Internet keywords: soap bubbles, blowing bubbles, soap films, soapy water, bubble solution, soap bubbles formula / composition / recipe.


If you place two solutions of different concentration side by side, keeping them separated only by means of a membrane, you will see the level of the more concentrated solution increase (figure 25). This happens because the two solutions try to attain the same concentration by diffusion. The membrane has to be semipermeable, that is it has to allow the passage of the solvent but not of the solute. The molecules of the solvent have to be smaller than those of the dissolved substance. In practice, this condition is very frequent given that the molecules of water are very small. It is necessary to remember that it is possible to make solutions with other liquids also. Osmosis is the tendency of the system to reach the same concentration in both solutions. It is a phenomenon of great importance in biology and which is also the basis of the function of the kidney, of the absorption of water by plants and which is used by industries to concentrate or to purify solutions. In fact, applying a pressure on the side of the more concentrated solution, it is possible to reverse the process and cause the solvent to pass to the less concentrated solution. This is the process of the reverse osmosis. It is used also to purify water, to concentrate solutions, etc.


In order to do experiments with osmosis, you need to obtain a semipermeable membrane. For this purpose, you can use cellophane, which is a thin transparent film, essentially made up of cellulose and which is often used to pack wrap flowers and gifts. Sometimes, florists also use a plastic which is very like cellophane, but, instead is completely impermeable to the water and which is not suitable for these experiments. How can you distinguish between these two materials? Putting some water on cellophane, you will see it soften, dilate and even the opposite side of the sheet will become moist. This does not happen with the transparent plastic sheet. You can obtain cellophane in a stationery shop. Unfortunately, this material is often covered with a thin layer of water repellent nitrocellulose which prevent the passage of the water. This layer can be removed by immersing the cellophane in a solvent for varnish or perhaps in acetone. Use caution because these solvents are inflammable and toxic.

Another possible source of semipermeable membrane can also be found in certain plastic bags. The plastic is made from starch and is used to produce biodegradable plastic bags for recycling. In some European cities, these plastic bags are used to collect organic wastes. When touched, this plastic is flabby, quite elastic and near rubbery. You can also try the membrane of a chicken egg and other membranes you will find or you are able to fabricate.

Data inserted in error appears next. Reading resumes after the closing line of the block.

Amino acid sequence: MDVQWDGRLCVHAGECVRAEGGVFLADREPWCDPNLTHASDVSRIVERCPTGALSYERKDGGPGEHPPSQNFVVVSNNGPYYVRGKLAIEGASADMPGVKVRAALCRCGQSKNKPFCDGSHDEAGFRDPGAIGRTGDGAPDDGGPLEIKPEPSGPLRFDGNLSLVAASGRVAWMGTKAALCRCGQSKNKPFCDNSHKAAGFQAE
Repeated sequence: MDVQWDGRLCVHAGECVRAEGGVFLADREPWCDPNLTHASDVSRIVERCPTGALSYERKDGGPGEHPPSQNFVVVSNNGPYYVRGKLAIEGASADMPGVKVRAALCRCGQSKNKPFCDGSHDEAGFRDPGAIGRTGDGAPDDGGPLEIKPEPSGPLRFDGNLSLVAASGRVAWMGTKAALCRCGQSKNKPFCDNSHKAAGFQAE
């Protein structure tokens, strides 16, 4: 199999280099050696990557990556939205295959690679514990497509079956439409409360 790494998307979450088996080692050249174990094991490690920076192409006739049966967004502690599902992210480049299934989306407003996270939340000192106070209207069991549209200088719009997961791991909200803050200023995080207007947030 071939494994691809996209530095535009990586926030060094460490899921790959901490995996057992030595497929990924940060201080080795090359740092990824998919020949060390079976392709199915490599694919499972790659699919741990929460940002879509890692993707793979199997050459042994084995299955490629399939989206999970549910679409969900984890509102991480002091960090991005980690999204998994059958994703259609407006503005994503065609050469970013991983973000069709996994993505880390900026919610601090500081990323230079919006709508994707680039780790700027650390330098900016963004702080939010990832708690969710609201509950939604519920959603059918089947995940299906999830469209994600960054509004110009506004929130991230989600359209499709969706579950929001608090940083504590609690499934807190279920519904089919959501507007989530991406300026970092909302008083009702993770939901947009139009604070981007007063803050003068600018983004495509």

Water flows slowly through the membrane. If you limit yourself to closing the bottom of a tube, it will take days to see the level of the inner liquid increase. To accelerate the flow, it is necessary to widen the surface of exchange. It would be necessary to have special flared tubes, which are difficult to find. Instead, you can use a small funnel, which is much easier to obtain.

1 - Diffusion by osmosis. For the first experiment, use distilled water, some sugar, a semipermeable membrane, a beaker, and a support for pipettes. Obtain a flared tube of glass or transparent plastic. Or, as an alternative, a little transparent funnel. The internal diameter of this tube has to be at least one cm. With a rubber band or clamp, attach a piece of membrane on the flared bottom of the tube and then pour the concentrated solution of sugar in the tube. Insert the tube in a beaker and put water into it until you attain the same level of the solution in the tube. After some hours, you should see the level of the liquid in the tube is increased (figure 25). After some time, the level will attain a maximum. If, instead of tap water, you will use distilled water, the phenomenon will be more evident. To render more visible the concentrated solution, you can add a drop of ink or some watercolor. Why does the more concentrated solution rise? As we said, there is a tendency of the two solutions in contact via a semipermeable membrane to reach the same concentration. The more concentrated solution absorbs solvent from the more diluted. In these experiments, the level of the liquid in the tube increases, but not to infinity. It goes up until the pressure of the liquid column attains the equilibrium with the osmotic pressure. The equilibrium pressure between a solution and its solvent is the osmotic pressure of that solution.

2 - Osmotic pressure and density of the solution. Determine the osmotic pressure of some solutions. Verify if it is proportional to the amount of molecules per volume of the solution.

3 - When the dissolved particles are very small. If, instead of the sugar, you will use salt, the osmotic pressure will result very low. This happens because in water the salt dissociates itself into the Na+ and Cl- ions, which are smaller than the molecules of water and they easily pass through the semipermeable membrane.